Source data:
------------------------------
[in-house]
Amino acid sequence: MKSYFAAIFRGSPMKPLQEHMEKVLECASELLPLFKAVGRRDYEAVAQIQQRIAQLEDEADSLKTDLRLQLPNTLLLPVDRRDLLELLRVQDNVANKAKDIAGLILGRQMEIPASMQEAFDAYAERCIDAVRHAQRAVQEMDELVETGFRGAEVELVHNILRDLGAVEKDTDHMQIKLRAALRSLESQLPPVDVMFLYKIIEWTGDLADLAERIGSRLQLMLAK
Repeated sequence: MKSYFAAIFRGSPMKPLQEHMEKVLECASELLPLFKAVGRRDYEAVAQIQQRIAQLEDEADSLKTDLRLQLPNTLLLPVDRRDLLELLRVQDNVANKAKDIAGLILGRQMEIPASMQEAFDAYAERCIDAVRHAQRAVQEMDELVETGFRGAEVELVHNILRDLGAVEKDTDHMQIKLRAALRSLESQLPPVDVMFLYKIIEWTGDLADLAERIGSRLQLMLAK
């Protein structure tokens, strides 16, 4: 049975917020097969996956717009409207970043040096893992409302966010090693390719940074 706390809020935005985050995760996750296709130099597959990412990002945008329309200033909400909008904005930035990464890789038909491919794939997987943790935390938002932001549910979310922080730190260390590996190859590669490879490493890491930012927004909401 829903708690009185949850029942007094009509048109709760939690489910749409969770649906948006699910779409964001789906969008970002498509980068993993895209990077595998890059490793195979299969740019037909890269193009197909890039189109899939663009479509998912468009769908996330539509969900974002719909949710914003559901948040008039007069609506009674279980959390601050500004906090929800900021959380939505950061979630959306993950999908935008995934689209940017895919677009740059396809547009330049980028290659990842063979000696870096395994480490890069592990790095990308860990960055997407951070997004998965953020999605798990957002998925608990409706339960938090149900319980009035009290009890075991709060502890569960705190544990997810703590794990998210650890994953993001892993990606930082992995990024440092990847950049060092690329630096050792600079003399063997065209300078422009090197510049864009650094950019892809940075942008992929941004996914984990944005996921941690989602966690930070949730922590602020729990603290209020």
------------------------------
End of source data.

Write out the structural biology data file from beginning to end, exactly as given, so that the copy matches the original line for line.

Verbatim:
[in-house]
Amino acid sequence: MKSYFAAIFRGSPMKPLQEHMEKVLECASELLPLFKAVGRRDYEAVAQIQQRIAQLEDEADSLKTDLRLQLPNTLLLPVDRRDLLELLRVQDNVANKAKDIAGLILGRQMEIPASMQEAFDAYAERCIDAVRHAQRAVQEMDELVETGFRGAEVELVHNILRDLGAVEKDTDHMQIKLRAALRSLESQLPPVDVMFLYKIIEWTGDLADLAERIGSRLQLMLAK
Repeated sequence: MKSYFAAIFRGSPMKPLQEHMEKVLECASELLPLFKAVGRRDYEAVAQIQQRIAQLEDEADSLKTDLRLQLPNTLLLPVDRRDLLELLRVQDNVANKAKDIAGLILGRQMEIPASMQEAFDAYAERCIDAVRHAQRAVQEMDELVETGFRGAEVELVHNILRDLGAVEKDTDHMQIKLRAALRSLESQLPPVDVMFLYKIIEWTGDLADLAERIGSRLQLMLAK
């Protein structure tokens, strides 16, 4: 049975917020097969996956717009409207970043040096893992409302966010090693390719940074 706390809020935005985050995760996750296709130099597959990412990002945008329309200033909400909008904005930035990464890789038909491919794939997987943790935390938002932001549910979310922080730190260390590996190859590669490879490493890491930012927004909401 829903708690009185949850029942007094009509048109709760939690489910749409969770649906948006699910779409964001789906969008970002498509980068993993895209990077595998890059490793195979299969740019037909890269193009197909890039189109899939663009479509998912468009769908996330539509969900974002719909949710914003559901948040008039007069609506009674279980959390601050500004906090929800900021959380939505950061979630959306993950999908935008995934689209940017895919677009740059396809547009330049980028290659990842063979000696870096395994480490890069592990790095990308860990960055997407951070997004998965953020999605798990957002998925608990409706339960938090149900319980009035009290009890075991709060502890569960705190544990997810703590794990998210650890994953993001892993990606930082992995990024440092990847950049060092690329630096050792600079003399063997065209300078422009090197510049864009650094950019892809940075942008992929941004996914984990944005996921941690989602966690930070949730922590602020729990603290209020």